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Americans call it soccer, but the rest of the world knows it as football. Whatever you call it, there is no denying, it is the world’s most beloved sport. Played by millions around the world, and watched and adored by billions, “the beautiful game” is definitely the most popular sport of all time. The best thing about soccer is that there are really no start-up costs to it. All you need is a ball and enough space to run around.
You can play soccer pretty much anywhere you like. You can take your ball to the beach, to the local basketball court, to the front year, to the empty lot at the end of the street. All you need is a ball, some passion, a few friends to play with, and a couple of sticks for goalposts. In fact, that is how some of the best professional players in history honed their craft. You do, however, have to have a ball. With that in mind, the below guide was made to help make finding and purchasing a soccer ball simple and well-informed.
- 1 Key Facts
- 2 Ranking: The best soccer balls on the U.S. market
- 3 Shopping Guide: Everything you should know about soccer balls
- 4 Shopping Criteria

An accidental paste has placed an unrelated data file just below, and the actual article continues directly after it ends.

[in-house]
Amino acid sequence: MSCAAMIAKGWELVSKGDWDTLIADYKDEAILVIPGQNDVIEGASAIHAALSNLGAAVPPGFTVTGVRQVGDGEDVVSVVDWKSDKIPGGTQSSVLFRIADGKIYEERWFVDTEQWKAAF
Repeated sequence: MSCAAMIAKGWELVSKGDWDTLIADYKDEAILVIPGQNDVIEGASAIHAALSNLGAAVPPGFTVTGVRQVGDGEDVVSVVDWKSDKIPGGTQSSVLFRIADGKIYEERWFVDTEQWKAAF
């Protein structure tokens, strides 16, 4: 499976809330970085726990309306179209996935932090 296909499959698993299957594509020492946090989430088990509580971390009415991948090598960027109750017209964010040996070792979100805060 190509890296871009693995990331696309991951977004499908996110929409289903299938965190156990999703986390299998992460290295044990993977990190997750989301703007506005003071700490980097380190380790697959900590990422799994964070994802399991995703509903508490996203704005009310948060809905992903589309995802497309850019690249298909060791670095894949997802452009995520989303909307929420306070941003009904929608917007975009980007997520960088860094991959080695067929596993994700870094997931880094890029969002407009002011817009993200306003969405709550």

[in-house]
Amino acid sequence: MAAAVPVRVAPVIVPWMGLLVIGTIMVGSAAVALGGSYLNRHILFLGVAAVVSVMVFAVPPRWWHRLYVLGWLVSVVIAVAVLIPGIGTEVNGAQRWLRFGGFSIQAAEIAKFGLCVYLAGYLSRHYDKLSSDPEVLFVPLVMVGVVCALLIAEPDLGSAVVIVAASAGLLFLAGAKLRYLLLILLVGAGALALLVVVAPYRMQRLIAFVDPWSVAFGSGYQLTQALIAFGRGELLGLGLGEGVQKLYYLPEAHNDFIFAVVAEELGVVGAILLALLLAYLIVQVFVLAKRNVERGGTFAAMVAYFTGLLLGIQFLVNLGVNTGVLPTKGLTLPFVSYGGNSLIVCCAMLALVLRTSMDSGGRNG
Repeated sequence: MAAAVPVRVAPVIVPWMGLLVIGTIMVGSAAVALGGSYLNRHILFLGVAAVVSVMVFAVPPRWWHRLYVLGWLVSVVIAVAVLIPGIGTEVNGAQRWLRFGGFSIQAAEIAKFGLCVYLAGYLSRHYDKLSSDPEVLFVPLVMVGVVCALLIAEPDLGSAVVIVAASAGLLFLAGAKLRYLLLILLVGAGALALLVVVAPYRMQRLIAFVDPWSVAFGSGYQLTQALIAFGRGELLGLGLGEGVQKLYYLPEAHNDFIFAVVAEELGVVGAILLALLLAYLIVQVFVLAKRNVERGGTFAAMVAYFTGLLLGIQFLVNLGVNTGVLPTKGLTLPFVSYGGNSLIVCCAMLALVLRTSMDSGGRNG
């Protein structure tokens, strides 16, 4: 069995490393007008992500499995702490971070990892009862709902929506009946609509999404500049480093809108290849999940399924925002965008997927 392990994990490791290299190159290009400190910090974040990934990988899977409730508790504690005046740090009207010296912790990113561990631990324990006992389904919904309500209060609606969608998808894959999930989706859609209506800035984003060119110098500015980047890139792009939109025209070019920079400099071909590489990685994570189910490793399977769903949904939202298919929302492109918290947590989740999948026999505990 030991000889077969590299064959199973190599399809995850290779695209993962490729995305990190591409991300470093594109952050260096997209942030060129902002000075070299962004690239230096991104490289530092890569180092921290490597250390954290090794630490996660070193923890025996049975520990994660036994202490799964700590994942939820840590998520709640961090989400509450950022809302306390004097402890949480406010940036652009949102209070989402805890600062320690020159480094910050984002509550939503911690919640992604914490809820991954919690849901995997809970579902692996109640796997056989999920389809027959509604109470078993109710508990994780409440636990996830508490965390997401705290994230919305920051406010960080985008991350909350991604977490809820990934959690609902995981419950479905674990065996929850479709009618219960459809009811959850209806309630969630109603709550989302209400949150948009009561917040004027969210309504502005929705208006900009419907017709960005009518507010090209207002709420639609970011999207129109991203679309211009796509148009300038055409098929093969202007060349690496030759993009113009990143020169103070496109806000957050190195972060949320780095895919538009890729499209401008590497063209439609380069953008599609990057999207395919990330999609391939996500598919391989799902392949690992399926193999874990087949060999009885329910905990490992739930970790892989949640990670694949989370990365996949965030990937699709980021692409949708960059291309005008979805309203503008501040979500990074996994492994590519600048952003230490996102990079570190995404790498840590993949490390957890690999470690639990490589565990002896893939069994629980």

- 5 Summary
- A ball is the only accessory required to play the game.
- There is a range of sizes depending on the age of the players, the playing surface, or the style of soccer being played.
- Different surfaces require different types of balls (both materials and size).
Ranking: The best soccer balls on the U.S. market
In the below section we have compiled a list of five of the best soccer balls currently on the U.S. market. We know you will find something that meets your needs, whether you are playing recreationally or more competitively. Always ensure you are buying the appropriate size and that the material is suitable for the surface.
No. 1: Adidas – Capitano Soccer Ball
Adidas is without a doubt the game’s biggest provider of gear and apparel. Nike is a very close second, but there is a strong argument to be made the Adidas is the official soccer company. Their Capitano Soccer Ball is one of their most popular selling entry-level balls that, while it wouldn’t be used in a professional-level match, is still well-made and designed. It features a butyl bladder that retains air well and is machine-stitched for extra durability.
It comes in all of the common ball sizes so there is something for every age range. It also comes in a surprisingly wide range of colors and graphics. Choose from 29 different color and graphic combinations altogether. This is a nice ball for casual games and scrimmages and for playing with on harder surfaces. It is affordable enough and durable enough that this can be kicked around on the street, at the park, on gravel fields and really anywhere.
No. 2: Nike – EPL Strike Soccer Ball
Nike is the other big ball manufacturer in world soccer and if the official ball of a given top-flight league around the world isn’t Adidas, it’s Nike. The EPL in their EPL Strike Soccer Ball stands for “English Premier League” which is one of the most famous in the world and home to renowned clubs like Manchester United, Chelsea, and Liverpool. This is a replica ball of the kind used in professional matches in England and looks and feels great.